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Ochrocydus huttoni (kanuka longhorn) in Quercus palustris (pin oak)

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Formerly known as the Forest Research Institute, Scion has been a leader in research relating to forest health for over 50 years. The Rotorua-based Crown Research Institute continues to provide science that will protect all forests from damage caused by insect pests, pathogens and weeds. The information presented below arises from these research activities.

From Forest Health News 171, March 2007.

New host record for New Zealand – Insect: Ochrocydus huttoni (Cerambycidae); Region: Wellington; Host: Quercus palustris ; Coll: B. Johnson, 22/03/2007; Ident: J Bain, 27/03/2007;

Comments: This native longhorn beetle is a common live-stem borer in Leptospermum scoparium, Kunzea ericoides , and Nothofagus spp. There are also records (one each) from Quercus cerris, Q. coccinea, and Agonis juniperina.

The damage to the Quercus palustris trees was very severe.

From Forest Health News No. 172, April 2007.

The new records section of last month’s Forest Health News gave brief details of Ochrocydus huttoni (kanuka longhorn) in Quercus palustris (pin oak). This interesting record deserves elaboration.

Ochrocydus huttoni is a native species that normally bores in the live stems and larger branches of Leptospermum scoparium, Kunzea ericoides, and Nothofagus spp. The larvae excavate longitudinal tunnels in the host, and make short lateral tunnels to the surface through which frass is ejected. The longitudinal tunnels can exceed 1 m in length and are about 15 mm at their widest point. An accumulation of frass on the lower stem or on the ground is generally an indication of advanced infestation.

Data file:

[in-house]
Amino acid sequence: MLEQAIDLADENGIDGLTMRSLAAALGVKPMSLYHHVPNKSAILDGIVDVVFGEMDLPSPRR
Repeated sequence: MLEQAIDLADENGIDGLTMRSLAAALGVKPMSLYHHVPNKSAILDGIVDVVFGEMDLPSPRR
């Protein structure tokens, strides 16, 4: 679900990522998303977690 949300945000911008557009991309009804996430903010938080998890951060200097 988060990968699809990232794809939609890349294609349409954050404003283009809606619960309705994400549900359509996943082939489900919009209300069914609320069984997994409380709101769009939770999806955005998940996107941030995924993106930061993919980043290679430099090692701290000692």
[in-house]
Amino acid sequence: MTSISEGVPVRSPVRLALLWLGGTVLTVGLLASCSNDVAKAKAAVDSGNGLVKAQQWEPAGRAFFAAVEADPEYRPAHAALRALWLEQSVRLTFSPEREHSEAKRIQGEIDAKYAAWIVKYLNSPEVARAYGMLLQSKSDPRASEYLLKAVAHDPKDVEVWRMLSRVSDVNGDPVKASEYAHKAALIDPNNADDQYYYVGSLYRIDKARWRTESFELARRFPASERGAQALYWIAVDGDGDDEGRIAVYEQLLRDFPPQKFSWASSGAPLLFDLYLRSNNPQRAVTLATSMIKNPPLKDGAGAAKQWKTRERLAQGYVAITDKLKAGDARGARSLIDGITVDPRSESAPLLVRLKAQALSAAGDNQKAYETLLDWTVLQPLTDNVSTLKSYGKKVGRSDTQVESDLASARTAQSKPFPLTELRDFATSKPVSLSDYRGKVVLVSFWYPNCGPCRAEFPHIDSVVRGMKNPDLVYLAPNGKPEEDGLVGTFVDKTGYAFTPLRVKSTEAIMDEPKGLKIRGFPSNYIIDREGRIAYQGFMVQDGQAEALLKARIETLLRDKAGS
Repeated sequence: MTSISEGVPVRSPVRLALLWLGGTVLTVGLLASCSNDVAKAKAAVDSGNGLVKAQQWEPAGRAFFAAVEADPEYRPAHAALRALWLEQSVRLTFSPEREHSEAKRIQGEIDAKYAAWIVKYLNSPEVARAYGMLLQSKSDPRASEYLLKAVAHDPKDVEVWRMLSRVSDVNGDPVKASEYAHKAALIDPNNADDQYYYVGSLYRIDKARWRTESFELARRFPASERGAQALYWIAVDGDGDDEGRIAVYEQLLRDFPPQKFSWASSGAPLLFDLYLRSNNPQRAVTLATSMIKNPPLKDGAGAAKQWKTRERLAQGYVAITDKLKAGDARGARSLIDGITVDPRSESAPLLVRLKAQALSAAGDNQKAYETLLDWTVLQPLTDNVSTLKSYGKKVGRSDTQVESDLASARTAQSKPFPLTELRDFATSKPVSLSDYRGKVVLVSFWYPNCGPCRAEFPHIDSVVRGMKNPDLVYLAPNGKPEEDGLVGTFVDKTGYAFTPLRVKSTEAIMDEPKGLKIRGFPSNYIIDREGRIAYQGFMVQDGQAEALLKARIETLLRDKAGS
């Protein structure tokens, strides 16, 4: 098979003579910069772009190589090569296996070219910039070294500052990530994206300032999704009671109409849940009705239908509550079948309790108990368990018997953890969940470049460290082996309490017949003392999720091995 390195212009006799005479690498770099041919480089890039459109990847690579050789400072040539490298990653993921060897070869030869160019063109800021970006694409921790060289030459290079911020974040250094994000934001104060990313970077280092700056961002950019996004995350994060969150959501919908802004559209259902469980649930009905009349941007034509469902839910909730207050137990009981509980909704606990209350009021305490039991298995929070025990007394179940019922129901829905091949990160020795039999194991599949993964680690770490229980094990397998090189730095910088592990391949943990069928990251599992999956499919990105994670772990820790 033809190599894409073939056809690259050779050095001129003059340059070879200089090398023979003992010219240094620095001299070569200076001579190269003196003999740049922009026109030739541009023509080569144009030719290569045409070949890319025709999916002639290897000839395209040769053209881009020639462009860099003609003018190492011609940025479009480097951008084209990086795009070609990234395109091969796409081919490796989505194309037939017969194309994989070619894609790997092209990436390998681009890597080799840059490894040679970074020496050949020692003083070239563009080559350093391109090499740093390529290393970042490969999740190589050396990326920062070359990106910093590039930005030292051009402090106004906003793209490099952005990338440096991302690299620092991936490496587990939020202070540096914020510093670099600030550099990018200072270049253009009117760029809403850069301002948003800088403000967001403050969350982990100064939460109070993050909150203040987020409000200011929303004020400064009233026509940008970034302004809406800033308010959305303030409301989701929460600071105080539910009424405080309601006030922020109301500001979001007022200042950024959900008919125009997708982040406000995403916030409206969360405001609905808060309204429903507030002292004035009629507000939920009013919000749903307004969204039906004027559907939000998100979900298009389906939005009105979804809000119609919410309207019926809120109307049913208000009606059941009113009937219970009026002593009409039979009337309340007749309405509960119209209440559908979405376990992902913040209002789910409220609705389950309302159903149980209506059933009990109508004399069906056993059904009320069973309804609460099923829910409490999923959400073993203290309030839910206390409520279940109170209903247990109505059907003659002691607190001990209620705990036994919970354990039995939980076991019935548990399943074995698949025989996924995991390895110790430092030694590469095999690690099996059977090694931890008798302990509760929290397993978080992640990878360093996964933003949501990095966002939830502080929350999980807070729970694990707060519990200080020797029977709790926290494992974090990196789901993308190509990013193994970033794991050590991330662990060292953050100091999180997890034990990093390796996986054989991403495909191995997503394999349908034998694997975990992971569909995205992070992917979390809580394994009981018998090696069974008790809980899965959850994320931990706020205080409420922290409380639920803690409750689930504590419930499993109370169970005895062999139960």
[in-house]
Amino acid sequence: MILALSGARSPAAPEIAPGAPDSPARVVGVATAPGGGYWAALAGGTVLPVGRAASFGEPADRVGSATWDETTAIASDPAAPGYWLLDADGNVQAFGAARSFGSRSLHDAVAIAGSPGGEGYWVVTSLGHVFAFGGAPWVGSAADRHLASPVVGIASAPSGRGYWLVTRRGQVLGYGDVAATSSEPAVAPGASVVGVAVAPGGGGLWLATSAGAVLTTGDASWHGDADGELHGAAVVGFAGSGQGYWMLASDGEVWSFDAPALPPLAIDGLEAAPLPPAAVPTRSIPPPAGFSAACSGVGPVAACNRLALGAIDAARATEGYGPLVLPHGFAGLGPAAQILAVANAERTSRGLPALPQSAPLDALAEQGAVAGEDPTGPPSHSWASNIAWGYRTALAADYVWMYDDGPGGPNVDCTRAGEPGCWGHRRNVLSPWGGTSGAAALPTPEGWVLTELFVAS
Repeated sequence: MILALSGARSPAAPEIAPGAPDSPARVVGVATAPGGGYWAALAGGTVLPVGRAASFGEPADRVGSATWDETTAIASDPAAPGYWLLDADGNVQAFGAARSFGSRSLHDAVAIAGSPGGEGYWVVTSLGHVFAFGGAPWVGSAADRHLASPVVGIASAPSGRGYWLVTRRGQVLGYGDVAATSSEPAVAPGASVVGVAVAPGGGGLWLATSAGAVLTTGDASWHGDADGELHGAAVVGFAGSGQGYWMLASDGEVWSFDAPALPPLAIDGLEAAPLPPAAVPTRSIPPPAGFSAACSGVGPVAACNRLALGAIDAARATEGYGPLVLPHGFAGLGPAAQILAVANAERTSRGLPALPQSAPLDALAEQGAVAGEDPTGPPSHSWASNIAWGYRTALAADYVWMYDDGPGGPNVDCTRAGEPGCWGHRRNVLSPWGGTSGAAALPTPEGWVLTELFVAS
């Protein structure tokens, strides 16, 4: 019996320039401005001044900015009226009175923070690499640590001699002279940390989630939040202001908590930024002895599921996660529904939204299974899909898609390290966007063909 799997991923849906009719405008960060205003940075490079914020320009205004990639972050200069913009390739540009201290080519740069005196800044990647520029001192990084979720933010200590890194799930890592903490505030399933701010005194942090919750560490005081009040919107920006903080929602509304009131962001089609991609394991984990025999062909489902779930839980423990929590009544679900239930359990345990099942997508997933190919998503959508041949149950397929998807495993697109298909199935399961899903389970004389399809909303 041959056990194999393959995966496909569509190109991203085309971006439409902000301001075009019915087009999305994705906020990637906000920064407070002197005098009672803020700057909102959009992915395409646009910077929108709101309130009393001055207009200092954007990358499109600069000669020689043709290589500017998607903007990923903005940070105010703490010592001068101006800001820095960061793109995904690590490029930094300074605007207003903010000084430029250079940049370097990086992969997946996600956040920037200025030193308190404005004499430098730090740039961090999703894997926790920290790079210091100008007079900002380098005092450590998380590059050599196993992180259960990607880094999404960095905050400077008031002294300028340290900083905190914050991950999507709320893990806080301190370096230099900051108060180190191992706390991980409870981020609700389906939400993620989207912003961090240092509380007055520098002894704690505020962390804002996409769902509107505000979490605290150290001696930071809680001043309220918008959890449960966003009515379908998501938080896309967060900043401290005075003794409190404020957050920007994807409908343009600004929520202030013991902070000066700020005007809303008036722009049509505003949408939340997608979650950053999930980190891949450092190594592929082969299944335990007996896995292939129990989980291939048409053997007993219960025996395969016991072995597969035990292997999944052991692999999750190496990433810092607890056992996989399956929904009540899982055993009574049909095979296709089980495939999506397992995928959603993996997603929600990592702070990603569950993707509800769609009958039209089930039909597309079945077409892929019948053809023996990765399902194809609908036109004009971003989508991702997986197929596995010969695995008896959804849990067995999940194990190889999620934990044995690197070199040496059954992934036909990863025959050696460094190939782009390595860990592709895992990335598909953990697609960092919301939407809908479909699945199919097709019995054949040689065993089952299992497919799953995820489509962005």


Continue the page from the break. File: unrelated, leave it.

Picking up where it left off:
The oaks in question here are on a golf course and the most severely affected are about 40–60 years old, although much younger trees are also damaged. There are several other species of oak planted on the golf course but the O. huttoni damage has been noted only on Q. palustris . Interestingly there are no signs of O. huttoni damage in K. ericoides or N. solandri which are also present on the golf course.

The most severely affected Q. palustris trees are showing signs of decline; this was first noticed when the trees were flushing in the spring. Such decline has not been noted in Leptospermum, Kunzea, and Nothofagus spp. even with heavy infestations. The most severely affected trees are being removed and others are being treated by stem injections using a systemic insecticide.

The Forest Health Database and insect collection also have records of O. huttoni from Quercus cerris, Q. coccinea, and Agonis juniperina.

John Bain

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